I still firmly believe we cannot love others unless we love ourselves. It seems to me that the definition of love is the problem. If I want to help someone in some way it's because I care for that person. Love isn't just the feeling you have for your family. It's the love you have for everyone and that includes yourself. We need to be reminded of our love and not see it as having tickets on ourselves.

    Mary

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  19. blondguy
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    29 July 2016 in reply to Starwolf

    Hi Starwolf, thanks for your reply. Wisdom at its finest...I loved this....."Not loving oneself has a great advantage : it leaves room for improvement" I am like yourself...I stopped hating myself as well...keeps it simple...Paulx

  20. blondguy
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    29 July 2016 in reply to Murrigirl
    Hello Murrigirl, thanks for your reply :-) You are an inspiration. I love the way you have dealt with self care. I love what you said "but I have stopped lying in that bed thinking I am worthless and unlovable, because OMG do I ever cook great eggs" Your reply speaks volumes where experience is concerned. Great to read your post! Paulx
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  21. blondguy
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    29 July 2016 in reply to White Rose

    Hello Mary, thanks for your balanced and knowledgeable replies :-)

    Mary said: "Giving yourself reasons to like yourself or admitting you can do some things fantastically is a great way to start"

    Nice1 Mary. My best. Paulx

  22. Emmy.
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    30 July 2016 in reply to blondguy

    I hate who I am.

    My GP often tells me "You need to fight this battle for yourself not your husband or family".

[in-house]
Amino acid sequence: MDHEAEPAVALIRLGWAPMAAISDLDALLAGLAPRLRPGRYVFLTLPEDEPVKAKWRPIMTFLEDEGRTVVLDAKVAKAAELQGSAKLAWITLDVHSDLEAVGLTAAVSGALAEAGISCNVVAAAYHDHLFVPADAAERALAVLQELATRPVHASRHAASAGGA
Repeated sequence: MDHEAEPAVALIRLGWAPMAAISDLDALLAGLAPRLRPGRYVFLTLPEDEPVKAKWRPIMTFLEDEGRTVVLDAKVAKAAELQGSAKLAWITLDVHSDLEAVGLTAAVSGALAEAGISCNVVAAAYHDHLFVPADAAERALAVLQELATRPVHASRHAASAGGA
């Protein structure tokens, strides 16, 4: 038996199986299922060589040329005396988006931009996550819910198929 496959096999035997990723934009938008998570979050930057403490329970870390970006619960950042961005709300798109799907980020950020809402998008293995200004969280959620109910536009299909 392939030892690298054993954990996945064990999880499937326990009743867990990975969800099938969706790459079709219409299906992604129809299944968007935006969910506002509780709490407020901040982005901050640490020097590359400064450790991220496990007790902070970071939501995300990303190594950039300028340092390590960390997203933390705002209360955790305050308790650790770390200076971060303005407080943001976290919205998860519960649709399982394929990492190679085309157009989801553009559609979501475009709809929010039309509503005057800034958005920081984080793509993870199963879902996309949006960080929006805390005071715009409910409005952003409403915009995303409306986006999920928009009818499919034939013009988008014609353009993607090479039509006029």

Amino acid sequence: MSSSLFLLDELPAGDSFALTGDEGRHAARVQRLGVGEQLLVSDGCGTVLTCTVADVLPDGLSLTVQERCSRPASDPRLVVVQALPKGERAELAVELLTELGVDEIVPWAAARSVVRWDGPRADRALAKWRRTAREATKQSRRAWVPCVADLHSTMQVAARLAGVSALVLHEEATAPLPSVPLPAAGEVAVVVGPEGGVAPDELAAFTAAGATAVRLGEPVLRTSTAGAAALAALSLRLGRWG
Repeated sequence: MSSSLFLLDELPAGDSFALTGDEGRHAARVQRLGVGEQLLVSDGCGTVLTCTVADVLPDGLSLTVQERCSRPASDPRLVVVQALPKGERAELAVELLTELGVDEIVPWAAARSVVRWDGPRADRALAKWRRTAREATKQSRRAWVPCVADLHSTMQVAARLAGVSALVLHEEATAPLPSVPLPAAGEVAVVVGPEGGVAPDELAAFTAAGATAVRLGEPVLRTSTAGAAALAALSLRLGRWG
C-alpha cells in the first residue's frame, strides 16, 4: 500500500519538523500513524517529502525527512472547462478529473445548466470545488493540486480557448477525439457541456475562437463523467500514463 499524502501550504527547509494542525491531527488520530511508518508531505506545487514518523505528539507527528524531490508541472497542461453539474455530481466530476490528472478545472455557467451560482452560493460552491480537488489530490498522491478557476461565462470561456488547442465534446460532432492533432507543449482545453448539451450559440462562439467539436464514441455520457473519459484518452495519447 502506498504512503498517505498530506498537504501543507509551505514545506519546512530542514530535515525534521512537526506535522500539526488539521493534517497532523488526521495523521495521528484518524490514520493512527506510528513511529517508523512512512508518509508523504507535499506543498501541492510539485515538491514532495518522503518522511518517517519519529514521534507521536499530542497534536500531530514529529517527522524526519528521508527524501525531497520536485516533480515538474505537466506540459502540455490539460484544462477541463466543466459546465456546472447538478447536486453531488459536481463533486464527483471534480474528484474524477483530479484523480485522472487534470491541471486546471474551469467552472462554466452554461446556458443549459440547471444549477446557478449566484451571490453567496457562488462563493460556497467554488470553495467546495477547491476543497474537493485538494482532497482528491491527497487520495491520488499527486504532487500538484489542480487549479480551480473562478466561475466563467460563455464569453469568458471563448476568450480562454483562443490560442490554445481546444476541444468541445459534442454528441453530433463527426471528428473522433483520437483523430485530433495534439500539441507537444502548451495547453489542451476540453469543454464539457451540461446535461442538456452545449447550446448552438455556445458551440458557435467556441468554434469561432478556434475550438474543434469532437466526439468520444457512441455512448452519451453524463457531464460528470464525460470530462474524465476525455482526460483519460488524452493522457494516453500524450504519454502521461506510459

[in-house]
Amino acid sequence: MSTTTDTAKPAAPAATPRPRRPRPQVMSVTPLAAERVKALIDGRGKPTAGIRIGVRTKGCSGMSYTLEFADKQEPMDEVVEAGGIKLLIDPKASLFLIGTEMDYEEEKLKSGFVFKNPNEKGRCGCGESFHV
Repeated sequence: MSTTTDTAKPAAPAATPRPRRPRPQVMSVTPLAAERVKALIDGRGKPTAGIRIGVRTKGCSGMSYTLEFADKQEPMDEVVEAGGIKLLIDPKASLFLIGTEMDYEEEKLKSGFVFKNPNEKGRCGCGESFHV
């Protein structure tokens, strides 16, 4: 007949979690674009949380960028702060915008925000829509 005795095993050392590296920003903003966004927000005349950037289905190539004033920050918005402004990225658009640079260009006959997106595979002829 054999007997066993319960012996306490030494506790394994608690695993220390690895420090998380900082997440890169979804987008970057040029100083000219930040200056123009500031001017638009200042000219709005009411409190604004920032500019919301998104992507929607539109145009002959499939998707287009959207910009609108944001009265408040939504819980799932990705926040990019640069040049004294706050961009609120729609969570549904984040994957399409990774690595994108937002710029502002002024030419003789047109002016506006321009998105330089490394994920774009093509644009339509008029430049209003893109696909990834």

But it's so far from the truth... If I even struggle to fight for my husband sometimes (I feel he deserves a better wife) why would I bother for me.

    I've tried to end it before and if I was fighting for me I know as a certainty I wouldn't be here anymore.

    Sorry probably too deep for Saturday morning but yeah - this is me.

  23. blondguy
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    31 July 2016 in reply to Emmy.

    Hey Emmy

    Its never too deep for anytime. Your thoughts are just as important as mine or anyone else's on here.

    I think your GP meant to put yourself first because then its easier to heal and look after others better.

    Always great to read your posts Emmy

    (Hugs)

    Paulx

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  24. Just Sara
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    31 July 2016 in reply to blondguy

    As always Paul, your threads and thoughts are a welcome addition to our community. I've read each post patiently and thought much about all interpretations and experiences from everyone.

    A little while ago I posted on Tony WK's thread about self-esteem. After reading here, I realise the 'love' you're all speaking of is the how/what/where/when/who/why of 'self'.

    The word love is a noun, verb, adjective and linked to a plethora of situations with people/animals/things etc. We can give or receive; actions, words or unspoken body language. But if we don't know exactly what it feels like, the 'being' isn't understood. Now, I reiterate every (above) sentiment (and some) when it comes to books, psych's or well intentioned people, giving advice on something they probably have never felt themselves. So I want to begin by saying I have recently discovered what real self love feels like.

    Being told to love myself for the past 20 yrs saw me try and fail until I thought it was an urban legend and gave up. Love was just a description of dopamine flooding my brain during/after sex or eating chocolate etc.